When people making 400K get bumped down to 300K, it’s a three-hanky tragedy.

Tell me again that Robespierre didn’t have a point.

I’m sorry Megan.  I really really really don’t feel their pain.  Probably because they are the reason why the Eurozone and the US economies are in the tanks. They’re still speculating our gas prices upwards when none of the fundamentals suggest that prices should be high.  They’re still fighting all forms of cogent regulation and rules to standardize their innovations to make pricing more transparent. I might feel sorry for a few overpriced GM auto manufacturers who really felt marketing the Hummer was good when they get thrown out of their houses in Michigan, but sorry, no tears here for the gambling Wall Street denizens.  They can just fricking live like the rest of us.

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17 Comments on “Here’s where I play the world’s smallest violin …”

  1. ralphb says:

    I really don’t know quite how to explain how much sympathy I don’t feel for those twits! It’s all I can do not to recommend suicide to ease their pain and cleanse the gene pool a bit.

  2. HT says:

    Somebody hand me a hanky. Geebus, how clueless and self obsessed can one get? 32K per year for school? 1800 square feet for an acceptable abode? Are they truly that stupid?

    Minx, yeah I’m back – but while the two hands work well, the one arm is the pits. When you’re own doctor tells you that she feels sorry for you – well that kind of says it all. I will not stop at getting the arm back to full mobility – just takes time and determination both of which I have/

  3. peggysue22 says:

    A quick flip through history and you realize that comments like this from the ‘suffering rich’ have produced guillotines in the public square. Talk about living in a bubble!

    But I guess this explains the boohooing from someone like Jamie Dimon, who thinks criticizing Wall St. Bankers and financiers, those wily craftsmen of a ruined economy, is so-o-o unfair.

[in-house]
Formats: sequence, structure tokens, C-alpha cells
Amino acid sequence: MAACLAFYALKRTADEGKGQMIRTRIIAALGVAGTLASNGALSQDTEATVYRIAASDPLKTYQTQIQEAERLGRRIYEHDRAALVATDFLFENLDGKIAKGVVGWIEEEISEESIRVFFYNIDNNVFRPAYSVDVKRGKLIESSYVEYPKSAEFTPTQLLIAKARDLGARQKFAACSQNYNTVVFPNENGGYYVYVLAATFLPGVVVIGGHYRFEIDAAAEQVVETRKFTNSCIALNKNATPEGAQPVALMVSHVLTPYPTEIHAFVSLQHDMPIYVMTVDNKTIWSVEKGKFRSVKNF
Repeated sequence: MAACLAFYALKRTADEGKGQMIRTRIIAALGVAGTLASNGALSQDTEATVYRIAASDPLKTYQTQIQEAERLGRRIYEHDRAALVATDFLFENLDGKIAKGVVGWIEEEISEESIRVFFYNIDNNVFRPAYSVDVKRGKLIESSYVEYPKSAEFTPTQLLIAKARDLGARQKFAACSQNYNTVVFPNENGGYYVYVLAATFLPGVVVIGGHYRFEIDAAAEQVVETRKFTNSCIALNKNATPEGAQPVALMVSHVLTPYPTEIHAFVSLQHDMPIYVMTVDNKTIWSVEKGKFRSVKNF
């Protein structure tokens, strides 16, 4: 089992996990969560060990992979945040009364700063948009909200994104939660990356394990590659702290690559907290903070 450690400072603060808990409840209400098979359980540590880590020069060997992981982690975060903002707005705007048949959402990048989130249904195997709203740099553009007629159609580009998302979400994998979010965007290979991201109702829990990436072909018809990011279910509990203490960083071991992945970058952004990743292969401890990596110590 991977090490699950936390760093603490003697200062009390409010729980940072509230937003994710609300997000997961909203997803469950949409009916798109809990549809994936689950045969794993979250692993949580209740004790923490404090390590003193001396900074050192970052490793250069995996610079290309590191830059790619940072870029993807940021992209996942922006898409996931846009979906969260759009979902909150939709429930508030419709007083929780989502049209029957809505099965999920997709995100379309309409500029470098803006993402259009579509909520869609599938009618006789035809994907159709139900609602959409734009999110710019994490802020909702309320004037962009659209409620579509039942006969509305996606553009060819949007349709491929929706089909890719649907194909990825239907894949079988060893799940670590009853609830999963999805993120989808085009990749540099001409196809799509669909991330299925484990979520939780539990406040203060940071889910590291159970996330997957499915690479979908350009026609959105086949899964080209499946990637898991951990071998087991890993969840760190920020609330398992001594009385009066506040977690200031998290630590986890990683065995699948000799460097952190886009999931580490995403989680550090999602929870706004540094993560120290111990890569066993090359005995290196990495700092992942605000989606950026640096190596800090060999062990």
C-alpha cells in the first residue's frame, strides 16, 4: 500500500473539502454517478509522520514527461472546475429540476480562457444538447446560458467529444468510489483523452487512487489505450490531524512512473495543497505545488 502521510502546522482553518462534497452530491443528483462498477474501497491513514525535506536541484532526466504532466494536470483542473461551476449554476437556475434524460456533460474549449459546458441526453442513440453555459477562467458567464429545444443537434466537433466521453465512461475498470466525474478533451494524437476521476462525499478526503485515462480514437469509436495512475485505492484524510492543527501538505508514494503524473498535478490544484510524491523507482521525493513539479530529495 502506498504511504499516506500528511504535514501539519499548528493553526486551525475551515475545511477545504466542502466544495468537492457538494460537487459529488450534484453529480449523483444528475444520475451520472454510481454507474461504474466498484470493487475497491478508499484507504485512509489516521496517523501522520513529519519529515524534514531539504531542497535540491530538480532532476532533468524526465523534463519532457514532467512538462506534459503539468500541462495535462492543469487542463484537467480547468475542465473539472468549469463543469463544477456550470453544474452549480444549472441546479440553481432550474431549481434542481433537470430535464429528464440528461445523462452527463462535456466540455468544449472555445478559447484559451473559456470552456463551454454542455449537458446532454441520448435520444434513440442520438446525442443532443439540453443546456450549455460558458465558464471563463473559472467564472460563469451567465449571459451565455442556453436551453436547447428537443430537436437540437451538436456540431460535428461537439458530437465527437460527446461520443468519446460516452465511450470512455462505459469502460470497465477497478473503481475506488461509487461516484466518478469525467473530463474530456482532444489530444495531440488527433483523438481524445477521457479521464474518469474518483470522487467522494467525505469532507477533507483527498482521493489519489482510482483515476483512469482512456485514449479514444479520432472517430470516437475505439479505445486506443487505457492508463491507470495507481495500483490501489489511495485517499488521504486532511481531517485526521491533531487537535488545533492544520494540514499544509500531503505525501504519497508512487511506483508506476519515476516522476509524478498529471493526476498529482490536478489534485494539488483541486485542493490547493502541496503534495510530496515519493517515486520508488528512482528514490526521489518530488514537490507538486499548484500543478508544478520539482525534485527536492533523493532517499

Cry me a river is right. These are people still making salaries most people can only dream of. While poverty is on the rise and 20% of American children are food insecure, some joker complains he can’t send his three kids to private school, his Manhattan apartment is too small and his vacation will be cut down to a single month?

    He shouldn’t really complain, he mutters. Damn right. These people ought to consider themselves fortunate that they and their compatriots aren’t hanging from lamp posts!

    • quixote says:

      Hah. Have you checked out the NY public schools? Back in the day, Monsieur Moneybags didn’t think he needed to push for good schools because his kids would never go there.

      In one of Terry Pratchett’s stories, the super-strategist who runs the big city says to the hero, while they’re both in prison, “Never build a prison you wouldn’t want to live in.” So they’re fairly comfortable.

      It’s just as true of schools you wouldn’t want to study in.

  4. janicen says:

    Okay somebody has to help me out because I can’t remember who recently wrote about something that relates here. It’s that how one feels about one’s level of success or failure depends upon comparing themselves to the people in their immediate socioeconomic sphere ie. their next door neighbors. In other words, I can’t possibly relate to $32,000 a year for private school for a ten year old, but if that’s what he’s doing, and his neighbors and friends are doing it, and his ten year old’s friends go to that school, he’s feeling the hurt just as much as someone in a lower economic class would feel about having to give up their internet service or cable TV. I realize it’s not the same as losing one’s home, but I’m sure it stings. What I don’t understand is that these fools just don’t realize that it’s not going to get any better while they continue to destroy the middle class. If the middle class was thriving, this guy would be living like a master of the universe again.

  5. Fannie says:

    You nailed it Dak……..yes you did.

  6. happy leap day, Sky Dancers!

    And Kat… would love to hear you play your jazz instruments/vocals for reals 🙂